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i need to evaluate x3y*x2y2 i dont know how?

Evaluate x3y * x2y2


Question:  is the x3y =  x * 3 * y , or is it = to x3y1?  That would change the answer whether the numbers represent numbers or exponents.  The way you write it (with the numbers in the middle), it seems that the numbers represent exponents, not numbers.  What makes me say that also is that x2y2, if it was 2x2y then I could see it representing numbers.  but whe it says x2y2, I assume it means "squared".  If so, the answer you were given is wrong.  In whcih case the answer is X5y3 (adding exponents)
The notation was a bit ambiguous, and Beth is correct. If this is the problem you were given, my answer is very wrong, in both cases - the construction of the terms is very important in getting the correct answer. If you are having issues understanding order of operation or notation you may consider enlisting the help of a tutor in your area. That is what we are here for after all. :)
As a note, you can use the tool bar at the top of the text box where you input your questions to manipulate your equations. You will notice that there is a function for inputing superscripts (exponents).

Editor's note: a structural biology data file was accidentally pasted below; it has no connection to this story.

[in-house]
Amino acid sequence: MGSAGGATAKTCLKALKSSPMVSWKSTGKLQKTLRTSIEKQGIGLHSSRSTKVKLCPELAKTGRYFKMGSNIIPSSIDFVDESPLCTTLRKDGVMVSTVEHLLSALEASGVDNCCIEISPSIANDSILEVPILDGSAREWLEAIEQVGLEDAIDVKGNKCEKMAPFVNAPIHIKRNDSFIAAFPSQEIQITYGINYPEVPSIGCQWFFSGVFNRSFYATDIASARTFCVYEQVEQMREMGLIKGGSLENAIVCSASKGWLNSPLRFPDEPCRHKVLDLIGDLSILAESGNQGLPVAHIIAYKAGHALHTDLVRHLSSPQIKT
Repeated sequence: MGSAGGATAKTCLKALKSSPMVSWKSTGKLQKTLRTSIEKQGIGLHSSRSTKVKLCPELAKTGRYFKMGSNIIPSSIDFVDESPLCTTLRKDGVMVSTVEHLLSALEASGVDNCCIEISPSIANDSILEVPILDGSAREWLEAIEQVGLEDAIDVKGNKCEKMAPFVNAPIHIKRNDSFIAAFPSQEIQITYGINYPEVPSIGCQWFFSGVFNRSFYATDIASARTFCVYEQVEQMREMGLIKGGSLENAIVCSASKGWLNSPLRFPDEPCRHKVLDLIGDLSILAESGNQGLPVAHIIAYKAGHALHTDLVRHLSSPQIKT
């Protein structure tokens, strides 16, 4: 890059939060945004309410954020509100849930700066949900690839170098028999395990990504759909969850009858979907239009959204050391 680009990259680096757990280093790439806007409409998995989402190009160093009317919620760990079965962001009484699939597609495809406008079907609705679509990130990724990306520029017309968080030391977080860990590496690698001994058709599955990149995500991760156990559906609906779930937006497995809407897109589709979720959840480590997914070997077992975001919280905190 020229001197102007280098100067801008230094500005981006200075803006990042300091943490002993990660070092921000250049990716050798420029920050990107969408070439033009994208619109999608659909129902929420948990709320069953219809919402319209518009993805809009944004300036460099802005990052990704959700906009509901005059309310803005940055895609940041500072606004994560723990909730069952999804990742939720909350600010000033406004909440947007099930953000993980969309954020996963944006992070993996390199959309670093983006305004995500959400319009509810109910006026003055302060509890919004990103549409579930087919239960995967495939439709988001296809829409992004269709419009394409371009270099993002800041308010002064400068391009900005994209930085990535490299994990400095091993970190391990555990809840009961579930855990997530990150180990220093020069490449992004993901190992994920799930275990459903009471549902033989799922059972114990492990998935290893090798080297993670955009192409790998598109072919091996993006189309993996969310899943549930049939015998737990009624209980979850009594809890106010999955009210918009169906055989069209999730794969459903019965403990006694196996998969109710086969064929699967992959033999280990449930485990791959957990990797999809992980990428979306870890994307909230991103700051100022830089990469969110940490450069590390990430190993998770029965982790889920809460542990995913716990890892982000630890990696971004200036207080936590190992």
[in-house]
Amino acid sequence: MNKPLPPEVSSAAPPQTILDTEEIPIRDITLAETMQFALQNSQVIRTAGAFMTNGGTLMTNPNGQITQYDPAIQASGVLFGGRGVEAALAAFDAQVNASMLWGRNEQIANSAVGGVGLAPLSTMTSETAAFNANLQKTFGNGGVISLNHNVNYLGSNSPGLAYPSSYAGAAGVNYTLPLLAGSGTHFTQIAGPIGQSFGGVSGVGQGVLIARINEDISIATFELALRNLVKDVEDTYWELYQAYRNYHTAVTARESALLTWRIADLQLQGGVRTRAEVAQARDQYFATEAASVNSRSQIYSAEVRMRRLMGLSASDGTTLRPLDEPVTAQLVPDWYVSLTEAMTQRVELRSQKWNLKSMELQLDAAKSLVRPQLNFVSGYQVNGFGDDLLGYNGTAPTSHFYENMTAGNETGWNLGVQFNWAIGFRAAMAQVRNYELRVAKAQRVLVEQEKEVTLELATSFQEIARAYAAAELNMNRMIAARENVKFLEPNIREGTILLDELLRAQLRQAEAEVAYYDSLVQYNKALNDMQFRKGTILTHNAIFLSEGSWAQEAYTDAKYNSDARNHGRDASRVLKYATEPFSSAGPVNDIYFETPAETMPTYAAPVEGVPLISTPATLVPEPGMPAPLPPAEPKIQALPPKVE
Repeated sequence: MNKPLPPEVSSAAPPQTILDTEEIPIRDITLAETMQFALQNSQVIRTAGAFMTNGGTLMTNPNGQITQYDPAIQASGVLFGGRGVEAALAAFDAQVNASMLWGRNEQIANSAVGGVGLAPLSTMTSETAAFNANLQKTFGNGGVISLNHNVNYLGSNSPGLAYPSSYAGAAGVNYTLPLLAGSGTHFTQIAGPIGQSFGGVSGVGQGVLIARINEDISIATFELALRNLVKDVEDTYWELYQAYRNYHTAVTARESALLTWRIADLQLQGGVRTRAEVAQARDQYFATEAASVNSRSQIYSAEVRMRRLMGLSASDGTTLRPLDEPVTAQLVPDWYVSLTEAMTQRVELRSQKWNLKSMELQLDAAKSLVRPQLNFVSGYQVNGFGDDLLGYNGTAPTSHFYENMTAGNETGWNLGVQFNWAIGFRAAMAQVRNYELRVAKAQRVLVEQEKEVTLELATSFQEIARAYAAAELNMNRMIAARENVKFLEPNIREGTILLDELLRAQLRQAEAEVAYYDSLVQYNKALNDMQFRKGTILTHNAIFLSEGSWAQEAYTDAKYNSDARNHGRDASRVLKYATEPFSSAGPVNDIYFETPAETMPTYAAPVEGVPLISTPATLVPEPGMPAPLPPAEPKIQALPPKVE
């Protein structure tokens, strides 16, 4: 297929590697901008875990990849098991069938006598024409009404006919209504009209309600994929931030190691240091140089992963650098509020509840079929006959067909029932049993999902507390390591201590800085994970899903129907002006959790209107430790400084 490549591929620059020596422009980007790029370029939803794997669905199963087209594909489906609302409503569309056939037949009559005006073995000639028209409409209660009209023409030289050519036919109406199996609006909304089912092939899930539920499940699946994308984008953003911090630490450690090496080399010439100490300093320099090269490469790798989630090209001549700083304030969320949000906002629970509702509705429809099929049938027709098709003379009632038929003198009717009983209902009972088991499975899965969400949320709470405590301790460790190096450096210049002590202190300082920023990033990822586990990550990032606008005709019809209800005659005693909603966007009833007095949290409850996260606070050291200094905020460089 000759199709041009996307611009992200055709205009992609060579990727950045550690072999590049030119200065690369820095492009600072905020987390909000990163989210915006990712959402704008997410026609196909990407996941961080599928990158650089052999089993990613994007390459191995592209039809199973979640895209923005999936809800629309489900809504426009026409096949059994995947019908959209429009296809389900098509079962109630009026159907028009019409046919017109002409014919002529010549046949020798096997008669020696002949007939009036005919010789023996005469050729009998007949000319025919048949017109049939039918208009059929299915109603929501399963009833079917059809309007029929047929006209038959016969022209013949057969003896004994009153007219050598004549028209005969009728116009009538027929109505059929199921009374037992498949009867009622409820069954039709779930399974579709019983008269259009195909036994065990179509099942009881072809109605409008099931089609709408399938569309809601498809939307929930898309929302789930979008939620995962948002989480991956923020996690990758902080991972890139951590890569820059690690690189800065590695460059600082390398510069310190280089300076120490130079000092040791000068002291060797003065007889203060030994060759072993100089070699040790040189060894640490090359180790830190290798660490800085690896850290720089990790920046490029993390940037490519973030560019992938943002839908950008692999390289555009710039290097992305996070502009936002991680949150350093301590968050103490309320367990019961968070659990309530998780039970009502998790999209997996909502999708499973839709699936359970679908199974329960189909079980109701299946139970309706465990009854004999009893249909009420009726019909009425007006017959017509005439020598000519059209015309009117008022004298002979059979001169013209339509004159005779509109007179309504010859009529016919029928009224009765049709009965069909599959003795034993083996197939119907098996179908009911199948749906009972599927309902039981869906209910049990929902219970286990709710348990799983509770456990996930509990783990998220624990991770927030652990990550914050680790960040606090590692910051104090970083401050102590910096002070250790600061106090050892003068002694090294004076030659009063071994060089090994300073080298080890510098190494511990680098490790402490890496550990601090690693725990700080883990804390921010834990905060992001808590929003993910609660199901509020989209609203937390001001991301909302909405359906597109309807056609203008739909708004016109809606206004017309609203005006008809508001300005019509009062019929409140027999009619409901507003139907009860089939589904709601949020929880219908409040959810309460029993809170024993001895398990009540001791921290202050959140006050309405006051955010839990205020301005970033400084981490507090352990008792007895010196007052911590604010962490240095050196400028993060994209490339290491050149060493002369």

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Aaron C. | Math Anywhere, Math AnytimeMath Anywhere, Math Anytime
Check Marked as Best Answer
Let us first put it into a form that is straight forward,
3xy * 2x2y=
First we can see that the second term can be combined to be in the form of the first term,
3xy * 4xy=
Now it is clear this is just a simple multiplication problem,
I hope this helped, let me know!


I just noticed what you might have been trying to do. Is this what the original problem looks like?
3xy * x2y2
If so,
We want to remember that multiplying like terms requires the addition of exponents (anything raised to the power 1 equals itself),
3x1y* x2y=
3x1+2y1+2 =
Therefore, our answer is 
Beth L. | Patient, Knowledgeable and Very Qualified Mathematics TutorPatient, Knowledgeable and Very Qualifie...
Seee my coment above.  I assume the x3y, x2y2 that the numbers are exponents, not 1x3y, 2x2y.  Especially since the "2"s in the second part of the equation are AFTER the x and y, not before it.